Late Payment Surcharges in Patent Application Filings

Through what feels like a clever loophole, but really is just common sense, there is a way to file a patent application one day and pay the filing, exam, and search fees another day without incurring any surcharges.

Typically, if you pay those filing fees after filing, you’ll have to pay a surcharge of $140 (for large entities as of this writing). Best practices therefore dictate that you pay the filing fees contemporaneously with an initial filing of a patent application. I’ve never been in a situation where I didn’t want to pay the filing fees immediately after filing the application, though I can envision a few very particular situations in which you might strategically do this.

Intentional non-payment aside, sometimes you may not be able to pay the filing fees. The Patent Office’s payment system – Revenue Accounting and Management, or RAM – sometimes goes down for maintenance, and sometimes for unexpected reasons. Extreme caretakers would check to see if RAM was up before lodging an application. However, because you pay for a filing after making the filing, there would still be the possibility that RAM goes down after you check, while you’re filing, and before you’ve paid. In that situation, you’ll likely incur the surcharge. An exception is if you are filing late at night. If you’ve lodged the application in the wee hours in Alexandria (as one on the East Coast can easily do at 9 or 10pm), you can go to sleep, wake up, and pay the fees the next day. Because your application will receive a filing date post-midnight, the filing fees can still be paid on the filing date, even though they weren’t filed contemporaneously.

I called the Patent Office to confirm this, and they agreed. One representative in the Revenue Accounting Department did note, however, that the payment would still need to be received by 1:45pm EST lest it be timestamped the next day. I couldn’t get her to explain why, so if you adopt a strategy as above – which I really can’t recommend – get that payment in early after waking up.



Petitions to Make Special Based on Age

Patent applications generally take quite a long time to prosecute. From the day they are filed, they can easily take two years before issuance, and often take much longer. Much of this time is usually consumed by initial waiting – the Patent Office assigns an examiner to the case, and you simply wait for the examiner to work through all the cases in front of yours. Sometimes this takes a year to two years. I’ve had a few cases that have received initial examination in as little as six months, but it is by far the exception to the rule.

There are ways to expedite examination of an application. When one of the inventors is older, a patent application can be expedited through what is known as a petition to make special based on age. As of this writing, the inventor must be at least 65 years old. A statement must also be made swearing that the inventor is at least 65 years. Only one of the inventors need be 65 or older – the fact that the other inventors may be younger does not destroy the opportunity.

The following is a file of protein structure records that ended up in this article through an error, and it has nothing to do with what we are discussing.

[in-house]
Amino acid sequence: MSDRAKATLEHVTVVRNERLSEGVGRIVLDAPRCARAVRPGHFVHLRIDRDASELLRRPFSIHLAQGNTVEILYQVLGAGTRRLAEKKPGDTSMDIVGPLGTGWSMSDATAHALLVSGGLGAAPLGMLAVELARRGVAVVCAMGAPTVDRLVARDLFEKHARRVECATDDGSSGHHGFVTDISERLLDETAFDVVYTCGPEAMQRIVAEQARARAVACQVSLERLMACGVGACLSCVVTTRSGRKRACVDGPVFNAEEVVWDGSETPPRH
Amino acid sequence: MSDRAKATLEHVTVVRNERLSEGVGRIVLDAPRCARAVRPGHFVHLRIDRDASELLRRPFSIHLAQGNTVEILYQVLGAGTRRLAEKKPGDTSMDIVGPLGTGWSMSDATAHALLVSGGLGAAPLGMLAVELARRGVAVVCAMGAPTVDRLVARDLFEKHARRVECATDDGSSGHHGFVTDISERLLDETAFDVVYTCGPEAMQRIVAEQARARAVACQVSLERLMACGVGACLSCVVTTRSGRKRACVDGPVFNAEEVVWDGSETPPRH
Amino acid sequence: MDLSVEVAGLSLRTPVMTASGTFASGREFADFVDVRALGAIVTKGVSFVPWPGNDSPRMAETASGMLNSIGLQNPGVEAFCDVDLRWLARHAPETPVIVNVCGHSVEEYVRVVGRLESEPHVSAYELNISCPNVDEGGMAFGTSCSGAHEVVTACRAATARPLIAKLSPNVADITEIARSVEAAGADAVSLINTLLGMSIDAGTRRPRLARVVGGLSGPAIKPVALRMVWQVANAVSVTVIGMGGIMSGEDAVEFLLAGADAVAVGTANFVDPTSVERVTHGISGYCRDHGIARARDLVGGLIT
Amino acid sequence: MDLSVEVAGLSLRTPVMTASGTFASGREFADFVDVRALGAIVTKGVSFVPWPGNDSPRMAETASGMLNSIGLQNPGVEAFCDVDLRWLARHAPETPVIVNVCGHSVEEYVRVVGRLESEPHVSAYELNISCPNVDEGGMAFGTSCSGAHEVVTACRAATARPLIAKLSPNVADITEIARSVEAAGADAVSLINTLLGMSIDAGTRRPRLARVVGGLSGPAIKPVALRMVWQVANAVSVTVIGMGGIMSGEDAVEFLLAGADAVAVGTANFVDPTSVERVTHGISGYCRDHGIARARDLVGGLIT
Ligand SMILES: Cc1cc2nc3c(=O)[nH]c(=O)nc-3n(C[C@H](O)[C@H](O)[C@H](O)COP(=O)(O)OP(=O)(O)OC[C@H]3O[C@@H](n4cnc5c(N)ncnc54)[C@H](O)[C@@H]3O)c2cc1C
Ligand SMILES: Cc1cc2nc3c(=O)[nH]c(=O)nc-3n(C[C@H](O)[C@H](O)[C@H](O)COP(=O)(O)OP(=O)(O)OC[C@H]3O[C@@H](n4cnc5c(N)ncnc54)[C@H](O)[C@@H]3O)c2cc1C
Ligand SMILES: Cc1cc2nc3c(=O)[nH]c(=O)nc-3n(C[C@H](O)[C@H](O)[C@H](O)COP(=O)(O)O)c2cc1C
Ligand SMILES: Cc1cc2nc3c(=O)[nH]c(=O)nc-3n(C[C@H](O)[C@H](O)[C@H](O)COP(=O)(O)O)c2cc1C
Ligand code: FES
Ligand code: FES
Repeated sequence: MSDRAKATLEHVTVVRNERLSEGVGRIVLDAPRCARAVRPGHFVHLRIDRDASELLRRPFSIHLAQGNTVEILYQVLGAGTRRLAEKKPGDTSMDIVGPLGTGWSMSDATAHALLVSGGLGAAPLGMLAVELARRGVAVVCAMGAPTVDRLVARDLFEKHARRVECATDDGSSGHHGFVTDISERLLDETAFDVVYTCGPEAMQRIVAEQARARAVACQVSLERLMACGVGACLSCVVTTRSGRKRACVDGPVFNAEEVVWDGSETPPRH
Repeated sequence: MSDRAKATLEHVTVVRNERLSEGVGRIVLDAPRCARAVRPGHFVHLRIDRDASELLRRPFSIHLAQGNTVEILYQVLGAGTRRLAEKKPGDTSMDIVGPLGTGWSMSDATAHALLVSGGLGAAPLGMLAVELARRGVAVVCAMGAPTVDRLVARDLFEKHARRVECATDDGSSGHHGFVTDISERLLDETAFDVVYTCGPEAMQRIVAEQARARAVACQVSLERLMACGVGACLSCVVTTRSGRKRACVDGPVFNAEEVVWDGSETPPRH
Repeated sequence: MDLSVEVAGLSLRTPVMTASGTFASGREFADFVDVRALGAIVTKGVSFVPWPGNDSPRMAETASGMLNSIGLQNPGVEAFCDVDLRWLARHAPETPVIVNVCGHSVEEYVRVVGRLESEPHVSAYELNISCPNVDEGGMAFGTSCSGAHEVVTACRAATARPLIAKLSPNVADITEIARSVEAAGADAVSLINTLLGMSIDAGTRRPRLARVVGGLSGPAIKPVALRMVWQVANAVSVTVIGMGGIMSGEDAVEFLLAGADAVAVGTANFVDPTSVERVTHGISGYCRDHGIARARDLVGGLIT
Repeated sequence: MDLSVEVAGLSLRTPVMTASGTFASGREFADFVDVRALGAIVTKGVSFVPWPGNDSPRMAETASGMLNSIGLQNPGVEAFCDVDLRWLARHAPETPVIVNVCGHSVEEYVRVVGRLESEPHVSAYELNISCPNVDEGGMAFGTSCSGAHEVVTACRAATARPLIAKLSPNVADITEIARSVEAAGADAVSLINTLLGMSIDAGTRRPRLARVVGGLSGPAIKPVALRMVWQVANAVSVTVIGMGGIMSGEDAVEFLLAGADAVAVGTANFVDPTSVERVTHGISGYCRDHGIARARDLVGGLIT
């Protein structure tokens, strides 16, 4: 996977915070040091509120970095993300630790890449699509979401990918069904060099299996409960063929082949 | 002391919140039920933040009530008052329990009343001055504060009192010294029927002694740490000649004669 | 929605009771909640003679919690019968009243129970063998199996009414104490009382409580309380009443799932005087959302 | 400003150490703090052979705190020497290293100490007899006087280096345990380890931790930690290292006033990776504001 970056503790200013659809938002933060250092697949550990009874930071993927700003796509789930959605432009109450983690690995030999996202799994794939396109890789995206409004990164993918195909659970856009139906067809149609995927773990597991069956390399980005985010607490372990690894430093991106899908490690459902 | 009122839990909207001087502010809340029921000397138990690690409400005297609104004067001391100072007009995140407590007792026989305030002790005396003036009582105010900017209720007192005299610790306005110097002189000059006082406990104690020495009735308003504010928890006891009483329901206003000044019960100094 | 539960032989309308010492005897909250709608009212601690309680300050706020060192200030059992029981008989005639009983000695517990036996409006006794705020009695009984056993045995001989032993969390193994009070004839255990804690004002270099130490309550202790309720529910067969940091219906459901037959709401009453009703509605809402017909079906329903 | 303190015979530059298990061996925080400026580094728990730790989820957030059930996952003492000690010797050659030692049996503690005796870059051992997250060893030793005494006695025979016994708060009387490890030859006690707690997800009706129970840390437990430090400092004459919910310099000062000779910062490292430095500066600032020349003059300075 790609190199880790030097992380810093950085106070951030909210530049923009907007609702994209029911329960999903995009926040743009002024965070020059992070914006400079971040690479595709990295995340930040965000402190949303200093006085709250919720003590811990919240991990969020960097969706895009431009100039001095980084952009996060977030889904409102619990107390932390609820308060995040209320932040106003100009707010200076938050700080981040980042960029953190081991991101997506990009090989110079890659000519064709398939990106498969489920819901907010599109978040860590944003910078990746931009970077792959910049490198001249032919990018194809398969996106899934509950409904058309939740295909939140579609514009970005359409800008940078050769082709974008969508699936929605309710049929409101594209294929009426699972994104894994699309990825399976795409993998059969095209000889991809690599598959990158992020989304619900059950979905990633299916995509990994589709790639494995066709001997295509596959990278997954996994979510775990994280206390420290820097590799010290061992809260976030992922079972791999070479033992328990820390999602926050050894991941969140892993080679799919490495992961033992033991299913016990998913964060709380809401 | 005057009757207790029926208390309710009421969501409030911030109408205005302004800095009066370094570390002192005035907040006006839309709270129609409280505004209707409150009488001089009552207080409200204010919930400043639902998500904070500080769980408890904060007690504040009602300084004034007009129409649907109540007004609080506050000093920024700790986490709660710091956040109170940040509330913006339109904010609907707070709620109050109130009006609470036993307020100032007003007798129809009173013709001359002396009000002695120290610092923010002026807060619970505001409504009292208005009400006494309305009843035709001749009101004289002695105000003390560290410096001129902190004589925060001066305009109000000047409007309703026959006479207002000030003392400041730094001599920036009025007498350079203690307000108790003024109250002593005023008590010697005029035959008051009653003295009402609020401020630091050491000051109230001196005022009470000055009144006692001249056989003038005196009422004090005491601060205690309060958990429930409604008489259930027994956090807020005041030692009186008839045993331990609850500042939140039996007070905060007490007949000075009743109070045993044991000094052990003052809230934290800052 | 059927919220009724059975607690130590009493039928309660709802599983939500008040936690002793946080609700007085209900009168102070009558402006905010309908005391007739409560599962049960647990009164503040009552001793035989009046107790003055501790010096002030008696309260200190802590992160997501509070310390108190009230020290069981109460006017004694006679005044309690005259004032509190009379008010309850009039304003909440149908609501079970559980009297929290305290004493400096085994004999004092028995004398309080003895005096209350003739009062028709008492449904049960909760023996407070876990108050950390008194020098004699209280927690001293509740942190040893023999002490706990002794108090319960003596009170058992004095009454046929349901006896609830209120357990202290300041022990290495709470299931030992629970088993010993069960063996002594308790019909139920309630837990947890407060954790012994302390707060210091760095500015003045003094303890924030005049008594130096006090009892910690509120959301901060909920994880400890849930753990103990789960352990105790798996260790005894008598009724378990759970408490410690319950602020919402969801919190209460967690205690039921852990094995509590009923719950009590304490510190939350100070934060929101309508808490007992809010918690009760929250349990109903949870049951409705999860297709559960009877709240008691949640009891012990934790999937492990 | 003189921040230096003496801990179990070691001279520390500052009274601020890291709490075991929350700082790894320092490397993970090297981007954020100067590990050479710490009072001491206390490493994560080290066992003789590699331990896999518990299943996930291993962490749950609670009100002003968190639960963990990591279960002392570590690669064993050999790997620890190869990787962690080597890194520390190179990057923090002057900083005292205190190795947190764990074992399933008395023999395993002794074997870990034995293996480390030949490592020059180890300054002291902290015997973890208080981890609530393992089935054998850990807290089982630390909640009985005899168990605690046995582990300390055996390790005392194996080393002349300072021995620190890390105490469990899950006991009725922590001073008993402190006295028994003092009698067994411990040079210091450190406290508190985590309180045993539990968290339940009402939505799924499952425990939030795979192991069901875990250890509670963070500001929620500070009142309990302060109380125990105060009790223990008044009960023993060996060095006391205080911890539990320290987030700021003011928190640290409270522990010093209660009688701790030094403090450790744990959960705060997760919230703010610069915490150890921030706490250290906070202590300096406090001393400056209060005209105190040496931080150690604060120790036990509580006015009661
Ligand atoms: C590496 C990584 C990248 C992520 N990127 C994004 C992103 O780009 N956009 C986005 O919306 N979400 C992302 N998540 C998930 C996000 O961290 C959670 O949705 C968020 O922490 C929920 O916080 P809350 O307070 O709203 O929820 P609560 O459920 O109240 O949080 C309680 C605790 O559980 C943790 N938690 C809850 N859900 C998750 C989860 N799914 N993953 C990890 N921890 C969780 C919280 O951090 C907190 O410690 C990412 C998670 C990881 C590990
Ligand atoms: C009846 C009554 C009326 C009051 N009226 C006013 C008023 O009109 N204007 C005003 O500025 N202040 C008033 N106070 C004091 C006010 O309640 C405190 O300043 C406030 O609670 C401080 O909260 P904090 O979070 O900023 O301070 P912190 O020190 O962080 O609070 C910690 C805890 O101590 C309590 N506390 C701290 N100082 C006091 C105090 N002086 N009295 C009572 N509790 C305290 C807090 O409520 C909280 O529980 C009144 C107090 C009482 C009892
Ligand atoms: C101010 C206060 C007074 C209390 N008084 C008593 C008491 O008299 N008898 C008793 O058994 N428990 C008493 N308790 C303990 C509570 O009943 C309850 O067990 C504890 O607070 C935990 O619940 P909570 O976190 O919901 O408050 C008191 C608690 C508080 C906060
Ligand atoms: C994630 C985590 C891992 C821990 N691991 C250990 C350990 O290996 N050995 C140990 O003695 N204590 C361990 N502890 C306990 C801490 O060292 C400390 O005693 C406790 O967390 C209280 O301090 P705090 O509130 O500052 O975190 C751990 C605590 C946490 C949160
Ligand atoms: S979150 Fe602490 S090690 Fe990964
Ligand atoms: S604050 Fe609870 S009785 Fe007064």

When such a petition is submitted in an application, especially at the initial filing, it can significantly decrease the time to examination. I’ve had some cases that have been examined in as little as three months.   Just this morning, I received a notice of allowance in a case that was filed merely four months ago with a petition to make special based on age.



Getting Patent Declarations Signed

A declaration is a required part of a patent application. It states a number of things about the inventor and the invention. Before the American Invents Act, a declaration stated that the inventor had authorized the application, that he/she was the original inventor, that he understood not make false statements, that he understood the duty to disclose information material to patentability, and that he had read and reviewed the application filed. After the AIA, only the first three of these have been mandated, however, there are several reasons for still including the statements despite the lessened requirement.

Generally, an application is initially filed with the declarations. However, this is not always possible. In some cases, some inventors may not be willing to sign – perhaps they were a contracted engineer who designed an element and never got paid, and now doesn’t want to help with the patent application. Or they have moved away and are no longer in contact. Or they may have even died. Whatever the reason, the inventor may not be able to sign the declaration. What can be done?

When the inventor is unavailable or refuses to sign, you can sign on their behalf with a Substitute Statement. There are a whole host of rules qualifying this and specifying what has to be done, however. This article won’t describe them in detail, because only a qualified attorney should submit a document like that, but I will describe some basic guidelines. The unavailability threshold is quite high. If the inventor is out of town or on vacation in a foreign country, the standard is not met. And an inventor in the hospital doesn’t count, even if he is in a coma. Facts have to be presented when you sign for the other inventor, and the Patent Office will consider whether those facts are sufficient. If not, the declaration will not be accepted.